Skip to content
Link copied to clipboard

Upheaval eclipsed legislation in 2015

WASHINGTON - For Congress, 2015 was a year of ideological clashes, showdown votes, and harsh words. And that was just among Republicans.

WASHINGTON - For Congress, 2015 was a year of ideological clashes, showdown votes, and harsh words. And that was just among Republicans.

It was the first year of President Obama's two terms when the GOP ran both the House and Senate. That meant a blend of compromise and confrontation. Each side won some priorities and blocked the others', a hallmark of divided government.

Republican infighting overshadowed everything for most of the year. Even interventions from on high - a first-ever papal address to Congress by Pope Francis and a Florida man's unauthorized landing of a gyrocopter near the Capitol - barely distracted from the GOP upheaval.

"There were a number of procedural snafus and dysfunctional moments that made this year much more difficult," said Rep. Charlie Dent (R., Pa.).

Congress enacted bipartisan deals recasting federal education policy, restricting government access to bulk phone records, extending highway programs, easing approval of future trade agreements and resolving a vexing problem of how Medicare reimburses doctors.

Before adjourning for the year, Congress sent Obama legislation Friday boosting defense and domestic spending in 2016, lifting a 1970s-era ban on U.S. oil exports, and extending dozens of expiring tax cuts.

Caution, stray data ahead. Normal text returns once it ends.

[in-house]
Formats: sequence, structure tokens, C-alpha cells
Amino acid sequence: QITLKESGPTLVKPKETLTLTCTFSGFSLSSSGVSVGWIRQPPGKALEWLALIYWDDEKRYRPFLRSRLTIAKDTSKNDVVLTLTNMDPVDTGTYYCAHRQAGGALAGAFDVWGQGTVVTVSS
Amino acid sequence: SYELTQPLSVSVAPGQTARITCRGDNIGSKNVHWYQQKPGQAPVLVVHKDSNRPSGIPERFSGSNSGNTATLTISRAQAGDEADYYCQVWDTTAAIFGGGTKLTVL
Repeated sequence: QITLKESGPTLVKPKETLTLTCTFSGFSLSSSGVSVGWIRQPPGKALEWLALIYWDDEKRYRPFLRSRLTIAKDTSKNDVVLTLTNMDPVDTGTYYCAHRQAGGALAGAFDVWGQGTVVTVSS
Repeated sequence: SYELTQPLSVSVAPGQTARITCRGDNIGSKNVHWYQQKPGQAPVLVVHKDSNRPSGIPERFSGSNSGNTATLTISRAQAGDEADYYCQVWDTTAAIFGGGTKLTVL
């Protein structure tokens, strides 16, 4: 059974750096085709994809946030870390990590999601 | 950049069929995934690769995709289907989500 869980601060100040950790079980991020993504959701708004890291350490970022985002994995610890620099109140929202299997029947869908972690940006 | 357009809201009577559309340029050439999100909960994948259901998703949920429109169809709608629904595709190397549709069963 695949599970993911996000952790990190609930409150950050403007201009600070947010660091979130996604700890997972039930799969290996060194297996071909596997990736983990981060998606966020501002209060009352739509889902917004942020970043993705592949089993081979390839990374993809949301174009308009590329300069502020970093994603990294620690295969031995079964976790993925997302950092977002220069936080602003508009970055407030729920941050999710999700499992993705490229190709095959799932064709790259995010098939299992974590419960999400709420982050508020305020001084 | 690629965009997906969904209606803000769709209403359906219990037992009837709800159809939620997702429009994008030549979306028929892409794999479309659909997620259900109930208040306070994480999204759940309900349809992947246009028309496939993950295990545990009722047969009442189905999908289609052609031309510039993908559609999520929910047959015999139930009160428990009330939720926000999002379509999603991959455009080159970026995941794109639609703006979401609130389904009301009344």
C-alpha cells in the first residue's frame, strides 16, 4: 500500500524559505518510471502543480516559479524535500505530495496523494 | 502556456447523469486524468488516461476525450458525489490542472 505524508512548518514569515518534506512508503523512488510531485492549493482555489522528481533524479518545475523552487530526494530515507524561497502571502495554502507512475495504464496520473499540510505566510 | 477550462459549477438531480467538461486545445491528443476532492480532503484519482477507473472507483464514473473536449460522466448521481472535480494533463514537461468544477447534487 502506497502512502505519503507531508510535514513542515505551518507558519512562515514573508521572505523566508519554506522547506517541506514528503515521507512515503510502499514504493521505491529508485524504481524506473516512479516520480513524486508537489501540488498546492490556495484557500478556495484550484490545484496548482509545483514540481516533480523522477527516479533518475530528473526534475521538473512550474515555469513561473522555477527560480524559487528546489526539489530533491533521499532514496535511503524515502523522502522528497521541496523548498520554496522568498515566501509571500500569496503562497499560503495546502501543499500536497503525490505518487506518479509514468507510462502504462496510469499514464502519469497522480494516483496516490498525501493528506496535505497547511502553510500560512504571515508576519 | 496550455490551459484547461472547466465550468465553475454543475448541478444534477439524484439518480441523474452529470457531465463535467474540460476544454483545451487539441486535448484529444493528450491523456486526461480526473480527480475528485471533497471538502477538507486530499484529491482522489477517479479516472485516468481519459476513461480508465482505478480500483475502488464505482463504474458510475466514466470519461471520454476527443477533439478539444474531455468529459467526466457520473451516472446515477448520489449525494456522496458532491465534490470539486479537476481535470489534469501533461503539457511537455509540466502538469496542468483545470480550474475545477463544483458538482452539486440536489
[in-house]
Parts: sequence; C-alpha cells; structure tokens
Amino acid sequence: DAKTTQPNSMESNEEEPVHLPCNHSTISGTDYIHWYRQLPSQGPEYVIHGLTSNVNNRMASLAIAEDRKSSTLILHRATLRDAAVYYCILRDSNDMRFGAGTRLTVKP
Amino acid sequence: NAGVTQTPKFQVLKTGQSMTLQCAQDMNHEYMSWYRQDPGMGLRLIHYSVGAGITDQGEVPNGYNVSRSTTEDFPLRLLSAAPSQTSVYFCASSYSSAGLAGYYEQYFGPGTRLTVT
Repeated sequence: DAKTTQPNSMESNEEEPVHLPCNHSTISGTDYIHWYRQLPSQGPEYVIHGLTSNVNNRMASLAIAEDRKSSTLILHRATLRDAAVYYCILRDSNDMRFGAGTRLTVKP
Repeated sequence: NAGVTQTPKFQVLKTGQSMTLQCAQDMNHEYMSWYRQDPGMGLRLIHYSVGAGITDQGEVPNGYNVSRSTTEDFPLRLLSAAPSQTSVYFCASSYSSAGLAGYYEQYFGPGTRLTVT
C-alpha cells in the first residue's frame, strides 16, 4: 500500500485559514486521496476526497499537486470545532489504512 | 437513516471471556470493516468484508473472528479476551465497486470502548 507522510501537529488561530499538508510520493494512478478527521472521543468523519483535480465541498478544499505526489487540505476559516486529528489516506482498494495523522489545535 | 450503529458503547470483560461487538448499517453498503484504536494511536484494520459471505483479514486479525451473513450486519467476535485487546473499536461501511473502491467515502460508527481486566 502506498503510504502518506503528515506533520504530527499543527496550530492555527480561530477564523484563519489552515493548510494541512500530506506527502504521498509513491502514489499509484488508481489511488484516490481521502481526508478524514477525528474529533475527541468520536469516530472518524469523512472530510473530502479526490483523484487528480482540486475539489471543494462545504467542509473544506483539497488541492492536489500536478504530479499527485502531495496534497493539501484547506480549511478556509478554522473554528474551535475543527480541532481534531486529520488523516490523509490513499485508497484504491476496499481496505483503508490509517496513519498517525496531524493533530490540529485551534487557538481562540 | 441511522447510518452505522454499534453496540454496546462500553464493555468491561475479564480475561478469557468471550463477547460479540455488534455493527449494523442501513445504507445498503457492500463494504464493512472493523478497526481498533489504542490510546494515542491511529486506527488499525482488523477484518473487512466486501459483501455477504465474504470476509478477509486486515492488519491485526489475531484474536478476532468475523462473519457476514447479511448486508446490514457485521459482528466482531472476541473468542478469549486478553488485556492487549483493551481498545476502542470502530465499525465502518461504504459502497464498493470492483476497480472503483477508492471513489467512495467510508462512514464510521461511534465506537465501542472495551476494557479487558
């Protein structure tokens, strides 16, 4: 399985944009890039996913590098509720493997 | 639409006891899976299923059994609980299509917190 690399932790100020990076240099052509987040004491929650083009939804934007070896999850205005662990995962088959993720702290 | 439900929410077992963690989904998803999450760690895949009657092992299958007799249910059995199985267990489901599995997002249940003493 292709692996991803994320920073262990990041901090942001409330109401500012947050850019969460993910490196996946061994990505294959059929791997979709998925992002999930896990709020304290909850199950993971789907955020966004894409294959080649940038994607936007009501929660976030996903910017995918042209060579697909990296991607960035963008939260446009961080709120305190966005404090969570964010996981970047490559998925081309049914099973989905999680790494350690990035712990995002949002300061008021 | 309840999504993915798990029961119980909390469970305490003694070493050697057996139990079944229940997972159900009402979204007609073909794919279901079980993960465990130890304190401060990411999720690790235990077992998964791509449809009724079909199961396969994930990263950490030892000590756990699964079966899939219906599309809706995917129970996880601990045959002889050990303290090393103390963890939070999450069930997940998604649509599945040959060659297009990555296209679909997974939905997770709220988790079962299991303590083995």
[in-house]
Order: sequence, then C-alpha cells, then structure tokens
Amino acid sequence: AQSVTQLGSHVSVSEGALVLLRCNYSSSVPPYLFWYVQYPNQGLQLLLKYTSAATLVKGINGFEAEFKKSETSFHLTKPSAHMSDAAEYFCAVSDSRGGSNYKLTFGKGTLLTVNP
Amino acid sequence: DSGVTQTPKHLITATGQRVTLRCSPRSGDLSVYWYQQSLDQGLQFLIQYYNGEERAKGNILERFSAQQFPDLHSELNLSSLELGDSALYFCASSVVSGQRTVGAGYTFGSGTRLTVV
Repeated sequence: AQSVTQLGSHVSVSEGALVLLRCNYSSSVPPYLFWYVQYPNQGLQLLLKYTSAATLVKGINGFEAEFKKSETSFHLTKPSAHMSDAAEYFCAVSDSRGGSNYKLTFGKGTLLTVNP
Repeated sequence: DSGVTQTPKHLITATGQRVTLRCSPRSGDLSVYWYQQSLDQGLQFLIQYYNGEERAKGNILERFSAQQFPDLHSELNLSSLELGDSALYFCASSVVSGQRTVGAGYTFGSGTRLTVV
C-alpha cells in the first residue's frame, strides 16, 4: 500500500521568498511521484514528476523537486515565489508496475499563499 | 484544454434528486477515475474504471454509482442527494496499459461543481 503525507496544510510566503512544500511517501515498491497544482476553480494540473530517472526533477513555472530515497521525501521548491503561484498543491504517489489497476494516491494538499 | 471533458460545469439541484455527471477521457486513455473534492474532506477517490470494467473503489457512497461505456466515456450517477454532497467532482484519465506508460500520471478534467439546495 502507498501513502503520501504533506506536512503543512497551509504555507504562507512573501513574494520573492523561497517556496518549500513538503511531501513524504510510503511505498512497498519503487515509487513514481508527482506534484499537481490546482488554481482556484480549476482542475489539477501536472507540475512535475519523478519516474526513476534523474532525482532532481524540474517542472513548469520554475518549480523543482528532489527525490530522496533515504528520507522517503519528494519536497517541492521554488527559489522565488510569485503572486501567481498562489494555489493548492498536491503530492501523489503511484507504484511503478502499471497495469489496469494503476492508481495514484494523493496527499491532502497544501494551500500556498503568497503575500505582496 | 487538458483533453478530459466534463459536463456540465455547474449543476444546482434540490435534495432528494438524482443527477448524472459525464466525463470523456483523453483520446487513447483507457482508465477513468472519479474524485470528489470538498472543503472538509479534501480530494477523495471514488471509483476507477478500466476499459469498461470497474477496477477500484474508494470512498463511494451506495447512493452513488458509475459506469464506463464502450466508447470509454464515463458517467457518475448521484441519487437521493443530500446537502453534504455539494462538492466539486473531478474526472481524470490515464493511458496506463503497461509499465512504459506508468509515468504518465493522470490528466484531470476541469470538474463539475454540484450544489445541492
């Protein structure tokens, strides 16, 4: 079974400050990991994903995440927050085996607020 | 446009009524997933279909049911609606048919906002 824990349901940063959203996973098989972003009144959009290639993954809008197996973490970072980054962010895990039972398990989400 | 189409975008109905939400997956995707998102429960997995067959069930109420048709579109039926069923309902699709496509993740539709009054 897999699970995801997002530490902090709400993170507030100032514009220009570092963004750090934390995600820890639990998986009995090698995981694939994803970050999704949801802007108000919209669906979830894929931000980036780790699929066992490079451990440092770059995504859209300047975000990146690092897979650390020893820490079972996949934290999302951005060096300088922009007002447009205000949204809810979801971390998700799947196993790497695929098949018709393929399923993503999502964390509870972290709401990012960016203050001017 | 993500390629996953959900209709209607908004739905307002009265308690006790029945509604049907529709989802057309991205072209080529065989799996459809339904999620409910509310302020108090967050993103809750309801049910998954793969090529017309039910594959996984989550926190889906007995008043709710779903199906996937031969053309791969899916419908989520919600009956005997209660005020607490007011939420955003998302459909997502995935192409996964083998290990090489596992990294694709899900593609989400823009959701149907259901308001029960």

"The Republican Senate majority is proving that you can still get a lot done with a president from a different party," Senate Majority Leader Mitch McConnell (R., Ky.) said Saturday.

But Republicans failed to repeal Obama's health-care law, eliminate Planned Parenthood's federal money, or block the international agreement curbing Iran's nuclear program. They fell short on closing the door to Syrian refugees; forcing the president to allow construction of the Keystone XL oil pipeline; and blocking regulations on clean water, air pollution, and greenhouse-gas emissions.

Some of the turmoil flowed from the GOP's presidential campaign, in which Donald Trump and others have profited by targeting the political establishment. Sen. Ted Cruz (R., Texas), one White House candidate, took to the Senate floor to accuse McConnell, his own party's chief, of telling him "a flat-out lie" about scheduling a controversial vote.

Plenty of GOP senators defended McConnell, but things got worse.

After years hounding by tea party conservatives, House Speaker John Boehner (R., Ohio) abruptly announced his resignation in September. It took a tumultuous month and public begging by GOP elders to persuade Rep. Paul Ryan (R., Wis.), the youthful 2012 vice presidential nominee, to take the post.